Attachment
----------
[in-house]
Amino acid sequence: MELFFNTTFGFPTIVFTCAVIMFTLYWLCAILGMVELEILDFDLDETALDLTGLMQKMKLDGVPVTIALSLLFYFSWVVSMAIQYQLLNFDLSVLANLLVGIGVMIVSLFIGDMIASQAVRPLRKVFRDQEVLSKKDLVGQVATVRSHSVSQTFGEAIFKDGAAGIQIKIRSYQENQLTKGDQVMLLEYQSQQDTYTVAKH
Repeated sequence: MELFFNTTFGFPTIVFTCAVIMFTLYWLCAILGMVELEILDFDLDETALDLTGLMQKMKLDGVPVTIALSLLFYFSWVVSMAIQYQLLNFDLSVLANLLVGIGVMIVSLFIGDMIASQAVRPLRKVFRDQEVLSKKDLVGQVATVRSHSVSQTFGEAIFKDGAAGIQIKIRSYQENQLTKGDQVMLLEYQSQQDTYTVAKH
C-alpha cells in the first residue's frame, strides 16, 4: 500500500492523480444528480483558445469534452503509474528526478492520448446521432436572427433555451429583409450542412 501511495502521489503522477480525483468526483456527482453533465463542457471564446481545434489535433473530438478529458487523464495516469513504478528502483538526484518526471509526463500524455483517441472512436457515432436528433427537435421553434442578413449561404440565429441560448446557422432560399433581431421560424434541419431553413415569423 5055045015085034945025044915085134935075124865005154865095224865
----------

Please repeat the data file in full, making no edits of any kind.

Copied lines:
[in-house]
Amino acid sequence: MELFFNTTFGFPTIVFTCAVIMFTLYWLCAILGMVELEILDFDLDETALDLTGLMQKMKLDGVPVTIALSLLFYFSWVVSMAIQYQLLNFDLSVLANLLVGIGVMIVSLFIGDMIASQAVRPLRKVFRDQEVLSKKDLVGQVATVRSHSVSQTFGEAIFKDGAAGIQIKIRSYQENQLTKGDQVMLLEYQSQQDTYTVAKH
Repeated sequence: MELFFNTTFGFPTIVFTCAVIMFTLYWLCAILGMVELEILDFDLDETALDLTGLMQKMKLDGVPVTIALSLLFYFSWVVSMAIQYQLLNFDLSVLANLLVGIGVMIVSLFIGDMIASQAVRPLRKVFRDQEVLSKKDLVGQVATVRSHSVSQTFGEAIFKDGAAGIQIKIRSYQENQLTKGDQVMLLEYQSQQDTYTVAKH
C-alpha cells in the first residue's frame, strides 16, 4: 500500500492523480444528480483558445469534452503509474528526478492520448446521432436572427433555451429583409450542412 501511495502521489503522477480525483468526483456527482453533465463542457471564446481545434489535433473530438478529458487523464495516469513504478528502483538526484518526471509526463500524455483517441472512436457515432436528433427537435421553434442578413449561404440565429441560448446557422432560399433581431421560424434541419431553413415569423 5055045015085034945025044915085134935075124865005154865095224865